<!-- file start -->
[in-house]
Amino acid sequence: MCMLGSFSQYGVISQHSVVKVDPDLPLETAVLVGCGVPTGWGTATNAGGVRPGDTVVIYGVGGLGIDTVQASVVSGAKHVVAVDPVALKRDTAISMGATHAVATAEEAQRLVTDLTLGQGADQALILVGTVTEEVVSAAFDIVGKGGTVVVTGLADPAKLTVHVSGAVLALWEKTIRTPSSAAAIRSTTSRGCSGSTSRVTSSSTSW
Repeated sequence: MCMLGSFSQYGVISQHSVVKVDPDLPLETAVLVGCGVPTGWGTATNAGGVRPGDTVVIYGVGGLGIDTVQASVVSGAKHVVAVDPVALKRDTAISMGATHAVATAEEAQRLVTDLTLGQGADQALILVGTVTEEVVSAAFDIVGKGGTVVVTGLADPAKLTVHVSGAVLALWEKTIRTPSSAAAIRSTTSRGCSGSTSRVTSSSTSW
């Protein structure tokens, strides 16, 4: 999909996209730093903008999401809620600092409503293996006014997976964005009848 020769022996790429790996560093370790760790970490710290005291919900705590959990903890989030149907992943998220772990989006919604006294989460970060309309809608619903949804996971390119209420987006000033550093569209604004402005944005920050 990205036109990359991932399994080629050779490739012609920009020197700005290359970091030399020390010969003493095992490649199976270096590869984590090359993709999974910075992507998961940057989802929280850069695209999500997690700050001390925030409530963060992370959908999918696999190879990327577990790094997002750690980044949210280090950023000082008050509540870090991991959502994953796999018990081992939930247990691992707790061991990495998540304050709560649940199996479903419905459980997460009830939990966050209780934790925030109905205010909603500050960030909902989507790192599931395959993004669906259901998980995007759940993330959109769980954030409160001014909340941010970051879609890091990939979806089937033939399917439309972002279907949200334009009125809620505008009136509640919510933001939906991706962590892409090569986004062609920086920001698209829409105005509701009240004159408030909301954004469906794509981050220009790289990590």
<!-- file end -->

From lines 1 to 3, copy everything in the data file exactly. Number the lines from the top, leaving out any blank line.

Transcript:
[in-house]
Amino acid sequence: MCMLGSFSQYGVISQHSVVKVDPDLPLETAVLVGCGVPTGWGTATNAGGVRPGDTVVIYGVGGLGIDTVQASVVSGAKHVVAVDPVALKRDTAISMGATHAVATAEEAQRLVTDLTLGQGADQALILVGTVTEEVVSAAFDIVGKGGTVVVTGLADPAKLTVHVSGAVLALWEKTIRTPSSAAAIRSTTSRGCSGSTSRVTSSSTSW
Repeated sequence: MCMLGSFSQYGVISQHSVVKVDPDLPLETAVLVGCGVPTGWGTATNAGGVRPGDTVVIYGVGGLGIDTVQASVVSGAKHVVAVDPVALKRDTAISMGATHAVATAEEAQRLVTDLTLGQGADQALILVGTVTEEVVSAAFDIVGKGGTVVVTGLADPAKLTVHVSGAVLALWEKTIRTPSSAAAIRSTTSRGCSGSTSRVTSSSTSW